Venetian Food Tour


Monday morning came all too soon after a night spent in twin beds that felt like they were made of cardboard, but luckily our hotel had a beautiful breakfast spread. I loaded up on coffee, sparkling water and fruit while doing some writing and attempting to decipher the conversations around me in French, German and Italian.

At 10 AM we gathered the group and walked through rows of designer shops to the square where we were meeting our guide, Veronica, for a food tour of Venice. Veronica was incredibly bubbly and friendly - we couldn't have asked for a better guide! She introduced the tour to us, then walked us over to our first stop...

Stop 1: Casa Parmigiana


At Casa Parmigiana, we were fed two types of cheeses (both semi-hard, one aged), salami, and black and green olives. Yes, please! The salami was very soft and salty, which was very pleasant when paired with the hard cheeses and airy breadsticks we were also eating. Man, at that moment, I could have eaten all of those breadsticks - now, after eating them nonstop for a week, I never want to see them again.

The olives were also very good, although I’m a huge fan of olives - where my Olive Theory match at?! The black were slightly bitter, while the green were fairly sweet. Once we had finished at Casa Parmigiana, we moved on to…

Stop 2: Fruit & Vegetable Market

While this wasn’t technically a stop, it was hands down my favorite part of the entire tour! Venetians (like most Europeans) don’t make large grocery shopping trips, instead shopping at the market each day for fresh fruit, vegetable and fish. Their selection of fruits and vegetables was incredible and beautiful - I would love to live like this! If only the Safeway by my house had anything close to this. BRB moving to Europe.

Note: The fish market was closed, as fishermen don’t go out on Sundays. TG for my nose.

Stop 3: Franco Bolo


After making some purchases at the market (3 kinds of pasta, a few seasoning/salt mixes, and olive oil), our group headed to the next stop - a small boccaro (essentially a pub) for franco bolo (“little stumps”). These were small, appetizer-size sandwiches made of porchetta (thin sliced pork) and aioli on spongey bread. They were delicious, and the perfect size for an afternoon snack - almost like little tea sandwiches.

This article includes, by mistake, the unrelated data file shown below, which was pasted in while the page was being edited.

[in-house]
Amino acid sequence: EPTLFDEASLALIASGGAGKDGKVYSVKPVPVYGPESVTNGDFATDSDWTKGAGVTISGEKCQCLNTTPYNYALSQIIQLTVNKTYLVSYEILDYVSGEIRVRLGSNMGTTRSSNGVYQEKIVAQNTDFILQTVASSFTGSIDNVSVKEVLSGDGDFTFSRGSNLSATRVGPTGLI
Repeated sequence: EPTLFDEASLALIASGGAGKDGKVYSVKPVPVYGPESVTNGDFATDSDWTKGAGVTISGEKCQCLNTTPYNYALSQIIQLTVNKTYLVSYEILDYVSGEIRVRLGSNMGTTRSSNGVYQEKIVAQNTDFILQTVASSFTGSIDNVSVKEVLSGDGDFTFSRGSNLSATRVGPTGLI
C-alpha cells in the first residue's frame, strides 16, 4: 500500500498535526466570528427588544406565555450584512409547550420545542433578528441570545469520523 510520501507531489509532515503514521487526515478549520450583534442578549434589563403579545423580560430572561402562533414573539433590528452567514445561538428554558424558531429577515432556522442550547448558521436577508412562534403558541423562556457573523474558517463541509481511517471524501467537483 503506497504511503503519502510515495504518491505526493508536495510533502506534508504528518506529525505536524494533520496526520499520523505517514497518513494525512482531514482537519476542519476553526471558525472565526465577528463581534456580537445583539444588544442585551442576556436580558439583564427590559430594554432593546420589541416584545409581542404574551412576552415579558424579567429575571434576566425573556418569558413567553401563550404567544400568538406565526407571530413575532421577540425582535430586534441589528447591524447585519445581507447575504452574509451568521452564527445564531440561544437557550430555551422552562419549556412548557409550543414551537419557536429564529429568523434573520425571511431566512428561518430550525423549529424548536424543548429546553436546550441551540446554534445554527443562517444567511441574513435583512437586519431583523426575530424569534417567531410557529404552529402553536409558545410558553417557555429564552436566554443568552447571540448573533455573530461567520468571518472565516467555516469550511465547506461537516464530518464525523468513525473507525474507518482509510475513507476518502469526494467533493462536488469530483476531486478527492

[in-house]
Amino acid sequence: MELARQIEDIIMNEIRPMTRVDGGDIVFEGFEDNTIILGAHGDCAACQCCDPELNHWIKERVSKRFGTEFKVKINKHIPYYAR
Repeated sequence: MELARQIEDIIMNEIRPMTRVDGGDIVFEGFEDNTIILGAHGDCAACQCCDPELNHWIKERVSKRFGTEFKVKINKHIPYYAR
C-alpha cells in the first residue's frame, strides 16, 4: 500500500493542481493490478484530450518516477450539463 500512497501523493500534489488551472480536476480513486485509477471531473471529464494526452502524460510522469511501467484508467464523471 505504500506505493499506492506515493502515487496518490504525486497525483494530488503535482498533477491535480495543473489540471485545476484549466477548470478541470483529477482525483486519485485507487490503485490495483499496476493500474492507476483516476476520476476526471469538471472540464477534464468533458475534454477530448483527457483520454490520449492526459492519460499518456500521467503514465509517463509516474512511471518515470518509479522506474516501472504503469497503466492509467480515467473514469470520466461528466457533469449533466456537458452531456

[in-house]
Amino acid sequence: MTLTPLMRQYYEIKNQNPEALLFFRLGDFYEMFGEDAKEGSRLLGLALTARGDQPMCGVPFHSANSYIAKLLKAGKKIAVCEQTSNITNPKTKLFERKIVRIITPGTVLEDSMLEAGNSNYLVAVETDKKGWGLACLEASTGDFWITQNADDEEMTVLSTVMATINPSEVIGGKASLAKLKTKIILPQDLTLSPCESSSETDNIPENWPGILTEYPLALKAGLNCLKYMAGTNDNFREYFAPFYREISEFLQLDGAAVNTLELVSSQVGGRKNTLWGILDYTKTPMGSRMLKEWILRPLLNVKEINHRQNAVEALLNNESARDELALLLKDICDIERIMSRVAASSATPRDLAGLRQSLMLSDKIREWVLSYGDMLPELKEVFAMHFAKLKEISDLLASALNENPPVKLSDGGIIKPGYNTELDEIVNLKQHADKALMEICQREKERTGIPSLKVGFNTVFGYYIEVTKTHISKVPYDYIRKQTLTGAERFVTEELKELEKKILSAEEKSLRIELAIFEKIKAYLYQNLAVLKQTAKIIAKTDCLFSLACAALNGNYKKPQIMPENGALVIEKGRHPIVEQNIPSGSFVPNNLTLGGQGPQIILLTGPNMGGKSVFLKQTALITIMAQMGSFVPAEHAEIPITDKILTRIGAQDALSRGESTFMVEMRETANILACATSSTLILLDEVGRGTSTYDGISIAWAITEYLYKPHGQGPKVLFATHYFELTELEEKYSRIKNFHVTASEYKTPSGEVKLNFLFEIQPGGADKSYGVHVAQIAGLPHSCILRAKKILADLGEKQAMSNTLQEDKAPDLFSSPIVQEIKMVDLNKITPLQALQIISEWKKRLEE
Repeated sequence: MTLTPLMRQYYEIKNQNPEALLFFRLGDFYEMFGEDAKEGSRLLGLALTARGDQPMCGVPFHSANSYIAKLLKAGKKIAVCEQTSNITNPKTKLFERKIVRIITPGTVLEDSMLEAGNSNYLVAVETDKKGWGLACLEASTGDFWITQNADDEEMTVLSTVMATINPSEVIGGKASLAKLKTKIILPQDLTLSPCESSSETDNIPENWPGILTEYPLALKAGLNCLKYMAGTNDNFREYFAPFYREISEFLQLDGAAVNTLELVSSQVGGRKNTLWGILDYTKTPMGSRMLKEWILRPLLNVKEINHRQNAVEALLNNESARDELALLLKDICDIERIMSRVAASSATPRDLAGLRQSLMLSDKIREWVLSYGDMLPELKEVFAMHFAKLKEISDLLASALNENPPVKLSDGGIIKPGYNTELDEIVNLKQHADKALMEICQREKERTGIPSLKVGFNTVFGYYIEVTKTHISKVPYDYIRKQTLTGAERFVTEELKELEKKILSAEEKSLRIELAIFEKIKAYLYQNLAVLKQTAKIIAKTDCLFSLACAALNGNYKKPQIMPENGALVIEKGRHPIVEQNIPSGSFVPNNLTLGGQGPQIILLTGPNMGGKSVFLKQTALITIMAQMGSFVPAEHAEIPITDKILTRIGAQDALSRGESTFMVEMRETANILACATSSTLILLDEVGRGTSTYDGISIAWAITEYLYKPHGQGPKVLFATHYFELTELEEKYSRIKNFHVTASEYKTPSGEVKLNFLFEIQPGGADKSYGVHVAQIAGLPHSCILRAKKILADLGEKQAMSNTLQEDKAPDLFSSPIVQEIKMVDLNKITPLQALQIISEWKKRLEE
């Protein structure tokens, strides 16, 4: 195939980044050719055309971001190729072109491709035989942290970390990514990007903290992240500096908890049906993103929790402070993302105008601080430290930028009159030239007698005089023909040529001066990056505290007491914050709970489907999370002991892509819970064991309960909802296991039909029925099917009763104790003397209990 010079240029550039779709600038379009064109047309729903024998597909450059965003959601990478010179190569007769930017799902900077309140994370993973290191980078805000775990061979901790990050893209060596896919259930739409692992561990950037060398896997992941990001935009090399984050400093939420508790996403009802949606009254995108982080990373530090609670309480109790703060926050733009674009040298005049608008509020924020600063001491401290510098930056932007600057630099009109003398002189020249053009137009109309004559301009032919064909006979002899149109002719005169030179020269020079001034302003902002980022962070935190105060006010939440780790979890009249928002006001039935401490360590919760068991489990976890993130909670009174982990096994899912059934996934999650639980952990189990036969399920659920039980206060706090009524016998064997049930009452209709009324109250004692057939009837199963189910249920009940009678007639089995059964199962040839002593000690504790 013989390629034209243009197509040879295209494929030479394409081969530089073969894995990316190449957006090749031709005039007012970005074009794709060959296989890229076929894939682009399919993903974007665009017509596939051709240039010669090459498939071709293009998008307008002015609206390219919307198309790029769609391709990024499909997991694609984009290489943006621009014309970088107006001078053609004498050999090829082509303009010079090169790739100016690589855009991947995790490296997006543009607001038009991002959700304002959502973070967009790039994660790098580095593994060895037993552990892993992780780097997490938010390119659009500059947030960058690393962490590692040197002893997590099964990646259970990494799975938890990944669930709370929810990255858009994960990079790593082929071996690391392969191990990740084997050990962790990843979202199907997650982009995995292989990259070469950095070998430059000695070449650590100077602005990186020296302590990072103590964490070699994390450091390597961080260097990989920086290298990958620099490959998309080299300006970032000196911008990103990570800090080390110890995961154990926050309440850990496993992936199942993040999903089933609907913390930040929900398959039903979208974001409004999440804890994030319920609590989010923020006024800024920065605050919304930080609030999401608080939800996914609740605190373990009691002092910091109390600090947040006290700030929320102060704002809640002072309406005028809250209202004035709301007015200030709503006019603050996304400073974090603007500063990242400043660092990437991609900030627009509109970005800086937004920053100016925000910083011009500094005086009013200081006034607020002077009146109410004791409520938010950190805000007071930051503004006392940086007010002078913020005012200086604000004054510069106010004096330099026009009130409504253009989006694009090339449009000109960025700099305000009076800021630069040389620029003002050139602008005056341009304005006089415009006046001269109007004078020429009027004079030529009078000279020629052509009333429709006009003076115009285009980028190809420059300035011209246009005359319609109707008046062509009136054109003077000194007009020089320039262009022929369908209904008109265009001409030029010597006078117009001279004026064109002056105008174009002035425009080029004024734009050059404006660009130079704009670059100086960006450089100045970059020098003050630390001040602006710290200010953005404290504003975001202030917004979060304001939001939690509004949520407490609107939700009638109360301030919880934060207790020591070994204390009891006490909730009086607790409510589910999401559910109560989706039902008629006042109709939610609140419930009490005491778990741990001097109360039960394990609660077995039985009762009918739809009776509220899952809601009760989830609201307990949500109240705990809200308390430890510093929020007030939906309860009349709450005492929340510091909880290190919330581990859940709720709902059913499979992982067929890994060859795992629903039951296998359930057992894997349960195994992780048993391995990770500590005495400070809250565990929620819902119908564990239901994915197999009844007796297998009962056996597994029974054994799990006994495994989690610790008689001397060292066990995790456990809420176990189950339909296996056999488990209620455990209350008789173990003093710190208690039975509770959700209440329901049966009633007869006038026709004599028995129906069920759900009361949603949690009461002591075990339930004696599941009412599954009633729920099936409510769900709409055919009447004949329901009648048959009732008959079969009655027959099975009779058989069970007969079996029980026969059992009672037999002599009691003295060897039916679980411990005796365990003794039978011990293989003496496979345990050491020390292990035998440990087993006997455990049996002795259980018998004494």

From our franco bolos, we moved on to…

Stop 4: Mauro El Forner de Canton


A bakery! Finally! I had walked by so many beautiful Italian bakeries, most of them in the style I imagine the future outpost of Scones & Patron (bakery, bar*, coffee and community), but had held off entering until now. We waited outside the cramped space and admired the biscotti, cannoli and other pastries in the window as Veronica selected our samples.

*Liquor laws in Italy must be fairly lax, as almost every establishment sells booze. Also because there are no open container laws. Once again, I’m moving.

Each of us received two cookies - one sfogliatelle and one esse. The sfogliatelle is a long, flaky finger of cookie that is sweetened with just a touch of honey and is typically served at breakfast with coffee or tea. The esse is a cookie native to Venice - shaped like an ’S’, just like their islands. This cookie was lemon-flavored and harder, almost like a biscotti in texture. Both were delicious, but the sfogliatelle was hands down the favorite of the group. I have grand plans to make them shortly upon returning home, just you wait!

Stop 5: Acqua & Mais

After our bakery sweets we walked a good amount to our next destination, crossing several canals and traipsing onto a new Venetian island. All the stores we passed were so beautiful, with decorative masks displayed in the windows for the Venetian festival the next day.

Even more beautiful than the masks was this pizza we passed by - thick, loaded with toppings and absolutely dreamy. The pizza unfortunately was not a stop on our tour, but Candice and I made a note to return there later, as well as to another cocktail bar that Veronica had pointed out.

Our next stop was at Acqua & Mais for Venetian street food - quite different than the street food you’ll find in DC! The majority of the options were fried balls of different substances, from which we were allowed to choose. The majority of our group chose meatballs (served warm this time), one adult chose a fried zucchini ball, and I opted for the potato ball. This was like a deep-fried hash brown, y’all. Incredible. Each ball was served on top of a thin strip of white polenta, seasoned with salt and pepper and pan-fried. Everything was delicious, and this would be AMAZING as late-night drunk food. Duccini’s, take notes.

Stop 6: Cacchietti